Lucy Hibbert gets legal guidance this week from Stephanie Wootton, employment law expert at Browne Jacobson and Ceri Durham a solicitor at Clarkslegal LLP on how to deal with the content of a threatening email.
An employee has approached me in confidence and asked to speak to me “off the record”. They showed me a copy of an email sent to him by their manager. I was very shocked at the content.
It basically said that unless the employee could justify his role and prove that it added value to the business, saved money & added to profit, then they would be looking into if the role was needed anymore. The tone was abrupt and rude but ultimately threatening. It finished up by saying that the employee had to respond today (Wednesday) with facts and figures proving that his job was still needed – if he couldn’t provide this info then tasks would be set. And that’s how it finished; with an ominous ending.
The employee asked me if he would have a case for constructive dismissal – I explained that the question put me in an awkward position and wasn’t my place to say. I suggested that he speak to his Manager’s boss and explained how upset/angry he was at the content and tone and see if he could get some answers etc before jumping the gun.
I am very concerned about the content of the email – if the management team are considering making a redundancy (which by the sounds of it they are) i certainly haven’t been informed.
So what do I do next? How do I have support the employee and protect the business without betraying his trust? Plus I feel exasperated that this manager felt it was “ok” to send such an email?
Stephanie Wootton, employment law expert, Browne Jacobson
An employee can claim that they have been constructively dismissed if they can show that the employer committed a fundamental breach of contract. The employee must be able to identify the fundamental breach and show that they promptly resigned in response to that breach.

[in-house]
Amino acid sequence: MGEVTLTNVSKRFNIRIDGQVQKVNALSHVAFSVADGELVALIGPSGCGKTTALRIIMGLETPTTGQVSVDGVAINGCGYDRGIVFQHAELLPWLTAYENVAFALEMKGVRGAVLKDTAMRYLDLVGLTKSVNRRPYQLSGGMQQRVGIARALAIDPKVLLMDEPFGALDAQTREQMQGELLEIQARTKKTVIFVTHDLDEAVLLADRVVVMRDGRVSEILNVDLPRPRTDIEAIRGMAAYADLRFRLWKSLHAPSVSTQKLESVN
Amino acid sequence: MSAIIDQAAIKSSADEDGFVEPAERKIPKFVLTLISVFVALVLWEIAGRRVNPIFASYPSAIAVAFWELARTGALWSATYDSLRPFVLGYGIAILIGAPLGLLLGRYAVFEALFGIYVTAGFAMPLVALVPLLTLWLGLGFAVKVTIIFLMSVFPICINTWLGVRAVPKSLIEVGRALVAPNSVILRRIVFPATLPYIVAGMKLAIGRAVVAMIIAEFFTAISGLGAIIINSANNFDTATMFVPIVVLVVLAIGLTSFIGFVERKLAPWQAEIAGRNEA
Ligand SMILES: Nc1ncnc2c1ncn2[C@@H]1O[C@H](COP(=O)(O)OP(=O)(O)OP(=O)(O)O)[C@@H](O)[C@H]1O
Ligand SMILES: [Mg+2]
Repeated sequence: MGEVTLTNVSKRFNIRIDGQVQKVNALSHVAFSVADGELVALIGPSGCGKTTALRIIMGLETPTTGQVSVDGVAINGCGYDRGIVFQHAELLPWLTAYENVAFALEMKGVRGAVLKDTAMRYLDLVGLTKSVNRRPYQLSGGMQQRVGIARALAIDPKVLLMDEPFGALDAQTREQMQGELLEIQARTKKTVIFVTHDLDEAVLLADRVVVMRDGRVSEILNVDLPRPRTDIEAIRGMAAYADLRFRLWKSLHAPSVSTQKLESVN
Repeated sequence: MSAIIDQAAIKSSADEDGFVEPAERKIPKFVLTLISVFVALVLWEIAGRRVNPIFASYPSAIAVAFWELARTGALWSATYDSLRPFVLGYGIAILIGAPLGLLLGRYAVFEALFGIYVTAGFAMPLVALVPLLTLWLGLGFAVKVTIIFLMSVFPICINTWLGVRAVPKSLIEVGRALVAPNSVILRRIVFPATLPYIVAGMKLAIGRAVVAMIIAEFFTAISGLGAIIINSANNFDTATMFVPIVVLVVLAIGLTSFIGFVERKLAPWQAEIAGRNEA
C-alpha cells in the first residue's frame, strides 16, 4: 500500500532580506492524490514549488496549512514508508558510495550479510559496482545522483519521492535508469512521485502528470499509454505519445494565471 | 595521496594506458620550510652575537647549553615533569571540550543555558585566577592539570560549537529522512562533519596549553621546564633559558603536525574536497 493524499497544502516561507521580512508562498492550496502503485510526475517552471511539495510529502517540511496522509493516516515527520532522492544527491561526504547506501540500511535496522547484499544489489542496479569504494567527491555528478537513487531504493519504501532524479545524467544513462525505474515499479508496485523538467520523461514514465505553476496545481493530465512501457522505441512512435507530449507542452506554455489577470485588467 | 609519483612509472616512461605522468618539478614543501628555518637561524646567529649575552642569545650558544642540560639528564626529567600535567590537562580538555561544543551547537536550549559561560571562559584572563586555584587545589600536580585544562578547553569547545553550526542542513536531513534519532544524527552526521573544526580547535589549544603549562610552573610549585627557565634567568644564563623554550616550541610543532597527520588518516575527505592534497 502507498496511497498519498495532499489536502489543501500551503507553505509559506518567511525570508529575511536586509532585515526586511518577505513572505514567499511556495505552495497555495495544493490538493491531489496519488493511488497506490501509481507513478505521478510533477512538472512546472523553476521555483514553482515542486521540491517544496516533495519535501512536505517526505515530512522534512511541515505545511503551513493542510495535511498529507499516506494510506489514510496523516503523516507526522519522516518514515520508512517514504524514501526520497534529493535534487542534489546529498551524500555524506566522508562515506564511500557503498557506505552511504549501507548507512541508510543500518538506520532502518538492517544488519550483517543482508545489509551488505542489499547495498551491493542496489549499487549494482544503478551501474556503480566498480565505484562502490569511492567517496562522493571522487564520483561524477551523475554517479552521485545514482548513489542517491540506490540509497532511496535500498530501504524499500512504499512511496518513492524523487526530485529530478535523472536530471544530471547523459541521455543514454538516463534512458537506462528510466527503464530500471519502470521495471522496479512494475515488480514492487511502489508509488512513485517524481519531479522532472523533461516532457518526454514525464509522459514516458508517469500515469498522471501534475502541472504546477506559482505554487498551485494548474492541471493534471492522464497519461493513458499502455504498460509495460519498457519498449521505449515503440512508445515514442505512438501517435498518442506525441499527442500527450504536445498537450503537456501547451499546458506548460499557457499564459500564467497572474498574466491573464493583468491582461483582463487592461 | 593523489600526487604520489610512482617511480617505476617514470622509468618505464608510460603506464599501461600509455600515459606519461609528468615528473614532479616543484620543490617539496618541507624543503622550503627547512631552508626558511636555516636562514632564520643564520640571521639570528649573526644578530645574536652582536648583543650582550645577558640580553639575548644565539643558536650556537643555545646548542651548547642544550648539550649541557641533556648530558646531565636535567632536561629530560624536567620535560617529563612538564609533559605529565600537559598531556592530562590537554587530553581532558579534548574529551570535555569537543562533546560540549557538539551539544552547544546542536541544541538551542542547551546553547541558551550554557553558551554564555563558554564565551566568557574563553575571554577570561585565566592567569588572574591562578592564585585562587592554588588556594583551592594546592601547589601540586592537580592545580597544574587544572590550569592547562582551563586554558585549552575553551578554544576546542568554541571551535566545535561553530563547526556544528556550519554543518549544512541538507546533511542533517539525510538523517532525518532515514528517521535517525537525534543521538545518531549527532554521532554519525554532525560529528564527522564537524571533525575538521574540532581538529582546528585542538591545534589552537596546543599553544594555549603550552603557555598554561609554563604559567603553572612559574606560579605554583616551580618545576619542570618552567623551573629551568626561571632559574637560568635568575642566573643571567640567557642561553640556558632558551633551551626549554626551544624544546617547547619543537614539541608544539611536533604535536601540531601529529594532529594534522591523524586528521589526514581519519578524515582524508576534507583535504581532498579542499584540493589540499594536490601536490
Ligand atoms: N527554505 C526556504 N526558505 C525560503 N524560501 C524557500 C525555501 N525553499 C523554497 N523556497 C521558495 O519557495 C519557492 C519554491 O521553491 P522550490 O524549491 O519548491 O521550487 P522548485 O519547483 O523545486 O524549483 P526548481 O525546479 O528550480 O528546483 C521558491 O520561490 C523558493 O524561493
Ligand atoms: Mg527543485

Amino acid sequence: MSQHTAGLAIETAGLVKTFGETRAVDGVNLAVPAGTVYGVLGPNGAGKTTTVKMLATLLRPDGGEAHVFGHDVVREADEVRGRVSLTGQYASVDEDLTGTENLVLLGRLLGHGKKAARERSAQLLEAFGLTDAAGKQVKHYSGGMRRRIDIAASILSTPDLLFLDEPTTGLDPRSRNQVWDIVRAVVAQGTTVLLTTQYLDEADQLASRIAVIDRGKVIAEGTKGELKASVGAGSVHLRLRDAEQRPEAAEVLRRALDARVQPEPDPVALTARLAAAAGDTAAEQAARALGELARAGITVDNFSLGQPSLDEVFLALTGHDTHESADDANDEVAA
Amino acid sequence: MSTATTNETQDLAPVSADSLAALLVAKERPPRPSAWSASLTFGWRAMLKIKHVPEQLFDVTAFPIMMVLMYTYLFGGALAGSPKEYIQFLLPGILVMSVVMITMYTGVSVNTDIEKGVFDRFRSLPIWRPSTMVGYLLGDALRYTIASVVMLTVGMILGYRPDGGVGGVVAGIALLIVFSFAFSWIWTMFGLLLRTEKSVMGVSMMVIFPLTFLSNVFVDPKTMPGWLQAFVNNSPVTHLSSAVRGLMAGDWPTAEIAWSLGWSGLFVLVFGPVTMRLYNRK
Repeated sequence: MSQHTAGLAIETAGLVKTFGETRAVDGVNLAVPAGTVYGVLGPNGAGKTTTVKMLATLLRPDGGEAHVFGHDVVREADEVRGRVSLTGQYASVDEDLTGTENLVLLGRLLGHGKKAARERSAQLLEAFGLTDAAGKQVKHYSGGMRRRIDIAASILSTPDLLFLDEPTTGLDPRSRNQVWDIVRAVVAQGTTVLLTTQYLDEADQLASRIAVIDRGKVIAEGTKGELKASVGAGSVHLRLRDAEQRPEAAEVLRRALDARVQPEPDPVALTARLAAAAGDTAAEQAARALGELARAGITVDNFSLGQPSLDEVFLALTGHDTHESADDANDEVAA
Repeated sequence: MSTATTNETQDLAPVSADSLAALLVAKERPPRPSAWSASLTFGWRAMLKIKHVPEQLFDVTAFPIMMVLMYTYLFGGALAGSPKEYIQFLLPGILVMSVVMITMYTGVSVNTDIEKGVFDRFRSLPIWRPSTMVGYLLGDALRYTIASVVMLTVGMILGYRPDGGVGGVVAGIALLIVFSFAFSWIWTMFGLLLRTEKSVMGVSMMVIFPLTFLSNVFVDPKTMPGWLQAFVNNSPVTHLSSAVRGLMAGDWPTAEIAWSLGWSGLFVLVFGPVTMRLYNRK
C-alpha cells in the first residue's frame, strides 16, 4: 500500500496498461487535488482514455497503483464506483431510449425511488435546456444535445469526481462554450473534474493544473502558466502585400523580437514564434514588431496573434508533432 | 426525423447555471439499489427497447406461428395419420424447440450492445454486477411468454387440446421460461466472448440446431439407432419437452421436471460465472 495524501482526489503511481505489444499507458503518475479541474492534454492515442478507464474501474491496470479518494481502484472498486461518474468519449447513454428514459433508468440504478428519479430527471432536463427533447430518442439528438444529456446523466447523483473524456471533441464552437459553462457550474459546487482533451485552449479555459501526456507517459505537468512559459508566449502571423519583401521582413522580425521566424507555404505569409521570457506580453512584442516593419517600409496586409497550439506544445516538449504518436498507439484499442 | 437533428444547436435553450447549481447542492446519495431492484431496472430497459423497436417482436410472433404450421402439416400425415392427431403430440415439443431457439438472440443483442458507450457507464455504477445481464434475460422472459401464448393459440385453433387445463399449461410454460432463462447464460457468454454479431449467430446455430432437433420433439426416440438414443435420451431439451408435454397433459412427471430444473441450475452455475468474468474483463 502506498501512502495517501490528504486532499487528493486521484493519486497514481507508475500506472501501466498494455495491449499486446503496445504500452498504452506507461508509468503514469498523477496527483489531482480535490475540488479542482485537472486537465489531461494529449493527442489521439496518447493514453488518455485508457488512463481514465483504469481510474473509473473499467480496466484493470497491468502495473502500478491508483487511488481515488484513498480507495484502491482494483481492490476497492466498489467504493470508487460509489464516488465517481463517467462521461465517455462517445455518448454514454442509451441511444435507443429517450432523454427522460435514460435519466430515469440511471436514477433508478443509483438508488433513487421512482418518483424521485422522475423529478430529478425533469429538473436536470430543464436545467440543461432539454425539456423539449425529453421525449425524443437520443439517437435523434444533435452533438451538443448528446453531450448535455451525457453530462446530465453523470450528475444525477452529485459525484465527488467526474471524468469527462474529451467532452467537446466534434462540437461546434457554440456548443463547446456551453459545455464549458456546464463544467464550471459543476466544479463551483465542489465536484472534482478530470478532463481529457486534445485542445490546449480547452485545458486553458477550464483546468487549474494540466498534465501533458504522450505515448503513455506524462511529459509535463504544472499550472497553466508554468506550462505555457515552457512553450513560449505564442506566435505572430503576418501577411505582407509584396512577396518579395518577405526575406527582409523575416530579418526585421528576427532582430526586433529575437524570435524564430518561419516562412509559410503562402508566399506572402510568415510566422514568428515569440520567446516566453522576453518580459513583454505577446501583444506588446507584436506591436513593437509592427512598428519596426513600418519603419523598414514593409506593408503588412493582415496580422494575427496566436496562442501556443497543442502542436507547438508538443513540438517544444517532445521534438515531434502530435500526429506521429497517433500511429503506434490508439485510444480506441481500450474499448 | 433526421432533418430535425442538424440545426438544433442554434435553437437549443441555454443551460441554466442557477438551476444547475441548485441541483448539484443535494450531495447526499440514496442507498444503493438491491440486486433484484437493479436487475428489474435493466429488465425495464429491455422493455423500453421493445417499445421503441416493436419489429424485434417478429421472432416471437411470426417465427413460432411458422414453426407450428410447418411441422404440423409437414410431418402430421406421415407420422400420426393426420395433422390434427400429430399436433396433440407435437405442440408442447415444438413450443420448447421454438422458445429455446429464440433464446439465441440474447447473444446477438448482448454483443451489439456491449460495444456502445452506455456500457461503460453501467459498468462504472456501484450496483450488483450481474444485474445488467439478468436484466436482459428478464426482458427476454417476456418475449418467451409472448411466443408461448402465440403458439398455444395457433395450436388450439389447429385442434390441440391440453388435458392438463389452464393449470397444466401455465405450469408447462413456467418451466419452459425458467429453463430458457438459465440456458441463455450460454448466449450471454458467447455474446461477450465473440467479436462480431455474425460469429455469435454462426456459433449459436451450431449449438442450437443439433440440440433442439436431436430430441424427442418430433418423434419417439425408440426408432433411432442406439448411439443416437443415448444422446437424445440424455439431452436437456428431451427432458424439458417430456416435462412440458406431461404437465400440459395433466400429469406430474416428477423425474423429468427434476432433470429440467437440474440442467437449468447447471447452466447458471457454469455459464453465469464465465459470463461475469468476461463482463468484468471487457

Determining what constitutes a ‘fundamental breach of contract’ is not always straightforward. It could be one serious incident, or it could be a combination of a number of smaller incidents which when taken together amount to a fundamental breach. The content of the email, if threatening, could be serious enough to undermine the implied term of trust and confidence. Even if this is not the case, if there is additional evidence of similar or unreasonable behaviour, the employee may be able to argue that this incident is the ‘last straw’ in a series of incidents. Entitling them to resign and claim constructive dismissal.
The Employment Tribunal, however, will not register a constructive dismissal claim unless the individual has complied with the minimum statutory grievance procedures, i.e. raised the nature of their grievance in writing and allowed 28 days for the employer to deal with the complaint. If a formal grievance is received and the company do not deal with it properly this could be a further example of a breach of trust and confidence, which could entitle the employee to resign and claim constructive dismissal.
The purpose of these statutory minimum procedures is to enable complaints to be identified and addressed internally before they snowball and end up in an Employment Tribunal, without the employer having the opportunity to try and remedy the situation.
In these circumstances, the employee should be advised that any grievance raised will be treated seriously by the company. Once the formal complaint is received the company should investigate and hold a meeting with the employee.
Depending on all the facts and circumstances it may be appropriate to initiate disciplinary proceedings against the manager who sent the email, or ensure his future conduct is monitored and/or they undergo management training. If the employee feels that his complaint is being taken seriously and his grievance has been resolved satisfactorily then he is less likely to seek to pursue any complaint in the Employment Tribunal.